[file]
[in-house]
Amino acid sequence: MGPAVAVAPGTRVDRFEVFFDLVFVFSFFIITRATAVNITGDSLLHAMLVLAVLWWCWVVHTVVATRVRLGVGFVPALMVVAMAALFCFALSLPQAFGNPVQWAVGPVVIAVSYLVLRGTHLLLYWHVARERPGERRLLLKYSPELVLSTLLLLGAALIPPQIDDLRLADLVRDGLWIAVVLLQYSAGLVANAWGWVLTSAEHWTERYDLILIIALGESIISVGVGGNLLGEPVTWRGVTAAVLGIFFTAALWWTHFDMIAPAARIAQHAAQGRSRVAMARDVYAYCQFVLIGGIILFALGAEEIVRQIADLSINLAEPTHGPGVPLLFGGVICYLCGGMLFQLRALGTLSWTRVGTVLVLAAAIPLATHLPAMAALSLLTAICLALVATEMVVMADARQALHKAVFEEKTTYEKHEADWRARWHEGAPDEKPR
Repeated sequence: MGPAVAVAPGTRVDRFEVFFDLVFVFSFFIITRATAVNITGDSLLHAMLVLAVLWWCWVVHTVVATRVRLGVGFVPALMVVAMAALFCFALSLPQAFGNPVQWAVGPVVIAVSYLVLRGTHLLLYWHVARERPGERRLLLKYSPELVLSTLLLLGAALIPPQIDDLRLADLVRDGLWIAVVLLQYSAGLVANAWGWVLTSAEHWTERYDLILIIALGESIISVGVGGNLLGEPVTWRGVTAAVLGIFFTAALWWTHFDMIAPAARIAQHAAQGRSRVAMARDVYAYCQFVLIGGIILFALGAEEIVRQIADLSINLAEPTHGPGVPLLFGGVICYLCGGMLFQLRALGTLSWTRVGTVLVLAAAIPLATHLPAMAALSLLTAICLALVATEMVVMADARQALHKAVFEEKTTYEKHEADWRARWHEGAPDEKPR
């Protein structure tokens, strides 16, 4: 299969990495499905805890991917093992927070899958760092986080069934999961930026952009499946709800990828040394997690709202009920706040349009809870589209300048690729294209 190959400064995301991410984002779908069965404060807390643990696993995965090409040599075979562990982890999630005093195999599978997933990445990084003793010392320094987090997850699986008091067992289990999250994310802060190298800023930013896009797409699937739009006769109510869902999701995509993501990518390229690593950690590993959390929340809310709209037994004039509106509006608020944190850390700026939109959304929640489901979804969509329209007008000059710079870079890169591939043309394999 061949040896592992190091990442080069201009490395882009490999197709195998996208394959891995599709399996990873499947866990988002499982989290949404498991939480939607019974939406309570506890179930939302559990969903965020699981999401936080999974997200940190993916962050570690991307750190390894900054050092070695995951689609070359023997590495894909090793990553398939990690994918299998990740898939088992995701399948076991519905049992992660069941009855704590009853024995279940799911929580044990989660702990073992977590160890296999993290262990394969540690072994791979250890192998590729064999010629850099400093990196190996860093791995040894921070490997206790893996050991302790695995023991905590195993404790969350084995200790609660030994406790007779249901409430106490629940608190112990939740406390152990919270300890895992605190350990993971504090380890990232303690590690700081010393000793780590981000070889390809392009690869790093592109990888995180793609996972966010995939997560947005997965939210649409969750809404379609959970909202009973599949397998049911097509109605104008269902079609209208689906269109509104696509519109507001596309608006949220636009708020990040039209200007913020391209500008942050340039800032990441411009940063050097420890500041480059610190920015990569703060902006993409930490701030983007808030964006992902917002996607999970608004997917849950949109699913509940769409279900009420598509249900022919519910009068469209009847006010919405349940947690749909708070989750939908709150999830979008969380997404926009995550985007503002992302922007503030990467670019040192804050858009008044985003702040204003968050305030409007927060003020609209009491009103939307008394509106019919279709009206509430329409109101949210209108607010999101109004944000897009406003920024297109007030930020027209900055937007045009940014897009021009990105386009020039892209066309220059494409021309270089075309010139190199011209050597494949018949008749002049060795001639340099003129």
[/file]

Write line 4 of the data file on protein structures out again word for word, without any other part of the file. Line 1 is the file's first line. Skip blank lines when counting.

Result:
């Protein structure tokens, strides 16, 4: 299969990495499905805890991917093992927070899958760092986080069934999961930026952009499946709800990828040394997690709202009920706040349009809870589209300048690729294209 190959400064995301991410984002779908069965404060807390643990696993995965090409040599075979562990982890999630005093195999599978997933990445990084003793010392320094987090997850699986008091067992289990999250994310802060190298800023930013896009797409699937739009006769109510869902999701995509993501990518390229690593950690590993959390929340809310709209037994004039509106509006608020944190850390700026939109959304929640489901979804969509329209007008000059710079870079890169591939043309394999 061949040896592992190091990442080069201009490395882009490999197709195998996208394959891995599709399996990873499947866990988002499982989290949404498991939480939607019974939406309570506890179930939302559990969903965020699981999401936080999974997200940190993916962050570690991307750190390894900054050092070695995951689609070359023997590495894909090793990553398939990690994918299998990740898939088992995701399948076991519905049992992660069941009855704590009853024995279940799911929580044990989660702990073992977590160890296999993290262990394969540690072994791979250890192998590729064999010629850099400093990196190996860093791995040894921070490997206790893996050991302790695995023991905590195993404790969350084995200790609660030994406790007779249901409430106490629940608190112990939740406390152990919270300890895992605190350990993971504090380890990232303690590690700081010393000793780590981000070889390809392009690869790093592109990888995180793609996972966010995939997560947005997965939210649409969750809404379609959970909202009973599949397998049911097509109605104008269902079609209208689906269109509104696509519109507001596309608006949220636009708020990040039209200007913020391209500008942050340039800032990441411009940063050097420890500041480059610190920015990569703060902006993409930490701030983007808030964006992902917002996607999970608004997917849950949109699913509940769409279900009420598509249900022919519910009068469209009847006010919405349940947690749909708070989750939908709150999830979008969380997404926009995550985007503002992302922007503030990467670019040192804050858009008044985003702040204003968050305030409007927060003020609209009491009103939307008394509106019919279709009206509430329409109101949210209108607010999101109004944000897009406003920024297109007030930020027209900055937007045009940014897009021009990105386009020039892209066309220059494409021309270089075309010139190199011209050597494949018949008749002049060795001639340099003129």